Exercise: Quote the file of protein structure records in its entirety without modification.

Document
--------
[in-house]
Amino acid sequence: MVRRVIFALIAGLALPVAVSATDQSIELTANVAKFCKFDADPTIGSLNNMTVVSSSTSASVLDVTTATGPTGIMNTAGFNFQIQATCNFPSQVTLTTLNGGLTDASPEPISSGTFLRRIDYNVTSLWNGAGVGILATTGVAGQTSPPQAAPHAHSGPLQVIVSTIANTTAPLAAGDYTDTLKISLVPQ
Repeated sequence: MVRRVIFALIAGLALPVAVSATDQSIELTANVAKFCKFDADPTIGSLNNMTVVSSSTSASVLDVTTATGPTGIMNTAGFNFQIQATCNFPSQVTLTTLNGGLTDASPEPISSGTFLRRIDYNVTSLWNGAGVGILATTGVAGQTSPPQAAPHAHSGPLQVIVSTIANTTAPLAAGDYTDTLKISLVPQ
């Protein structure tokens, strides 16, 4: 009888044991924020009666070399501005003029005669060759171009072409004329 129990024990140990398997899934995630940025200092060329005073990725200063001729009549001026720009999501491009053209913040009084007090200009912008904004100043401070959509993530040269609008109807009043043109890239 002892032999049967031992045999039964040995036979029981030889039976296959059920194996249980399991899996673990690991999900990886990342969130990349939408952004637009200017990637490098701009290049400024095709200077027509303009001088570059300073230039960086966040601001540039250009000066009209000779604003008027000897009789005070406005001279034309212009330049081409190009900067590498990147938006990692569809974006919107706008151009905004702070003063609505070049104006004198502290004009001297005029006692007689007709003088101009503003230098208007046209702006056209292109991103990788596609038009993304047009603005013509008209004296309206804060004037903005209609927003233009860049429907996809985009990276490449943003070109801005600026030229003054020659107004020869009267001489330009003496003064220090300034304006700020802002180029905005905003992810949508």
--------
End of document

[in-house]
Amino acid sequence: MVRRVIFALIAGLALPVAVSATDQSIELTANVAKFCKFDADPTIGSLNNMTVVSSSTSASVLDVTTATGPTGIMNTAGFNFQIQATCNFPSQVTLTTLNGGLTDASPEPISSGTFLRRIDYNVTSLWNGAGVGILATTGVAGQTSPPQAAPHAHSGPLQVIVSTIANTTAPLAAGDYTDTLKISLVPQ
Repeated sequence: MVRRVIFALIAGLALPVAVSATDQSIELTANVAKFCKFDADPTIGSLNNMTVVSSSTSASVLDVTTATGPTGIMNTAGFNFQIQATCNFPSQVTLTTLNGGLTDASPEPISSGTFLRRIDYNVTSLWNGAGVGILATTGVAGQTSPPQAAPHAHSGPLQVIVSTIANTTAPLAAGDYTDTLKISLVPQ
């Protein structure tokens, strides 16, 4: 009888044991924020009666070399501005003029005669060759171009072409004329 129990024990140990398997899934995630940025200092060329005073990725200063001729009549001026720009999501491009053209913040009084007090200009912008904004100043401070959509993530040269609008109807009043043109890239 002892032999049967031992045999039964040995036979029981030889039976296959059920194996249980399991899996673990690991999900990886990342969130990349939408952004637009200017990637490098701009290049400024095709200077027509303009001088570059300073230039960086966040601001540039250009000066009209000779604003008027000897009789005070406005001279034309212009330049081409190009900067590498990147938006990692569809974006919107706008151009905004702070003063609505070049104006004198502290004009001297005029006692007689007709003088101009503003230098208007046209702006056209292109991103990788596609038009993304047009603005013509008209004296309206804060004037903005209609927003233009860049429907996809985009990276490449943003070109801005600026030229003054020659107004020869009267001489330009003496003064220090300034304006700020802002180029905005905003992810949508």